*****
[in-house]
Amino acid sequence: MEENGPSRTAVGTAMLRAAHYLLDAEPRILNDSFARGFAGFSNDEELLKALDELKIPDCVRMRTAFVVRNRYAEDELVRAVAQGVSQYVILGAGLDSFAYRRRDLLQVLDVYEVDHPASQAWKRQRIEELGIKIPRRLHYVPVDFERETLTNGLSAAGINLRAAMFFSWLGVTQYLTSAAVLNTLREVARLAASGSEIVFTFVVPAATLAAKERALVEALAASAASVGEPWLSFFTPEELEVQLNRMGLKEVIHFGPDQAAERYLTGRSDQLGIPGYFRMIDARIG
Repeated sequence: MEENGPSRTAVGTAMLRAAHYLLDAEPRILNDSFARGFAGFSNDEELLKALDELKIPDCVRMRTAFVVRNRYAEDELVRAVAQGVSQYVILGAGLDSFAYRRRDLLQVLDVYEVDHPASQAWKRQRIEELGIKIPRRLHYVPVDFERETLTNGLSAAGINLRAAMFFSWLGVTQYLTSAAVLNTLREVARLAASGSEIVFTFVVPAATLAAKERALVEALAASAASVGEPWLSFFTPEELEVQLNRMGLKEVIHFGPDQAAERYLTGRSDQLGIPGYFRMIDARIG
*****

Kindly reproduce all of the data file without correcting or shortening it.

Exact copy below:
[in-house]
Amino acid sequence: MEENGPSRTAVGTAMLRAAHYLLDAEPRILNDSFARGFAGFSNDEELLKALDELKIPDCVRMRTAFVVRNRYAEDELVRAVAQGVSQYVILGAGLDSFAYRRRDLLQVLDVYEVDHPASQAWKRQRIEELGIKIPRRLHYVPVDFERETLTNGLSAAGINLRAAMFFSWLGVTQYLTSAAVLNTLREVARLAASGSEIVFTFVVPAATLAAKERALVEALAASAASVGEPWLSFFTPEELEVQLNRMGLKEVIHFGPDQAAERYLTGRSDQLGIPGYFRMIDARIG
Repeated sequence: MEENGPSRTAVGTAMLRAAHYLLDAEPRILNDSFARGFAGFSNDEELLKALDELKIPDCVRMRTAFVVRNRYAEDELVRAVAQGVSQYVILGAGLDSFAYRRRDLLQVLDVYEVDHPASQAWKRQRIEELGIKIPRRLHYVPVDFERETLTNGLSAAGINLRAAMFFSWLGVTQYLTSAAVLNTLREVARLAASGSEIVFTFVVPAATLAAKERALVEALAASAASVGEPWLSFFTPEELEVQLNRMGLKEVIHFGPDQAAERYLTGRSDQLGIPGYFRMIDARIG